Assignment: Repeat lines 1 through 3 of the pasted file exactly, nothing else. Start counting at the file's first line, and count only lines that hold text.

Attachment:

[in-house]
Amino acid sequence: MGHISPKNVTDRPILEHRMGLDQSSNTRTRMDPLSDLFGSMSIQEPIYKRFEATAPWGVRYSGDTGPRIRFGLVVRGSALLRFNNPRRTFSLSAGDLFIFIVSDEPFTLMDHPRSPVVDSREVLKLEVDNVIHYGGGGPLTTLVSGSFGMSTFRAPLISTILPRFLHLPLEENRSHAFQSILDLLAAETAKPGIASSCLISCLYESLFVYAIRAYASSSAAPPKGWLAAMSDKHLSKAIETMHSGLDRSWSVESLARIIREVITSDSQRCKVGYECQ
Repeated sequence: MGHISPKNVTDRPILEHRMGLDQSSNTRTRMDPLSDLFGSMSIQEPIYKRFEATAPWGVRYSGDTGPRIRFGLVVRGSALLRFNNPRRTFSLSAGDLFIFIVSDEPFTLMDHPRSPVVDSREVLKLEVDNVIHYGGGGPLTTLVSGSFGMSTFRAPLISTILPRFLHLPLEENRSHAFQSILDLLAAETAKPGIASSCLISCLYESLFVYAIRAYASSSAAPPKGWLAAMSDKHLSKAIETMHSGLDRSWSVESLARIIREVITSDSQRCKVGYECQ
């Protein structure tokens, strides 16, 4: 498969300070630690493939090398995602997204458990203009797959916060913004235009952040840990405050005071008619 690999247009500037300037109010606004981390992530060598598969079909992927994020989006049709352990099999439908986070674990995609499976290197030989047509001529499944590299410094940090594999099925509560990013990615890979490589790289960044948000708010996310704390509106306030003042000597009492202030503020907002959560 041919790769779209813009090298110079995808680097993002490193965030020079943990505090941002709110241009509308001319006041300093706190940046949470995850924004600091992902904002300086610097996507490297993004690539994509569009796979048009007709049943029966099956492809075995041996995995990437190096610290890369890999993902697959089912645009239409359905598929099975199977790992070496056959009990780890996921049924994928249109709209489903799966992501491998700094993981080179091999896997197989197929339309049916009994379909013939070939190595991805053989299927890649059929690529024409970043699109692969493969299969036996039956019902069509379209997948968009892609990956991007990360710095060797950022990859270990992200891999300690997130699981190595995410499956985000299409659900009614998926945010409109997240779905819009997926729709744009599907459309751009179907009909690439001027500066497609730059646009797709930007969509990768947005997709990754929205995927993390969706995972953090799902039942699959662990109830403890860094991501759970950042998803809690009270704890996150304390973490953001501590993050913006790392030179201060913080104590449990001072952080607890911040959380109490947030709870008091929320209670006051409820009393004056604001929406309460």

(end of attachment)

[in-house]
Amino acid sequence: MGHISPKNVTDRPILEHRMGLDQSSNTRTRMDPLSDLFGSMSIQEPIYKRFEATAPWGVRYSGDTGPRIRFGLVVRGSALLRFNNPRRTFSLSAGDLFIFIVSDEPFTLMDHPRSPVVDSREVLKLEVDNVIHYGGGGPLTTLVSGSFGMSTFRAPLISTILPRFLHLPLEENRSHAFQSILDLLAAETAKPGIASSCLISCLYESLFVYAIRAYASSSAAPPKGWLAAMSDKHLSKAIETMHSGLDRSWSVESLARIIREVITSDSQRCKVGYECQ
Repeated sequence: MGHISPKNVTDRPILEHRMGLDQSSNTRTRMDPLSDLFGSMSIQEPIYKRFEATAPWGVRYSGDTGPRIRFGLVVRGSALLRFNNPRRTFSLSAGDLFIFIVSDEPFTLMDHPRSPVVDSREVLKLEVDNVIHYGGGGPLTTLVSGSFGMSTFRAPLISTILPRFLHLPLEENRSHAFQSILDLLAAETAKPGIASSCLISCLYESLFVYAIRAYASSSAAPPKGWLAAMSDKHLSKAIETMHSGLDRSWSVESLARIIREVITSDSQRCKVGYECQ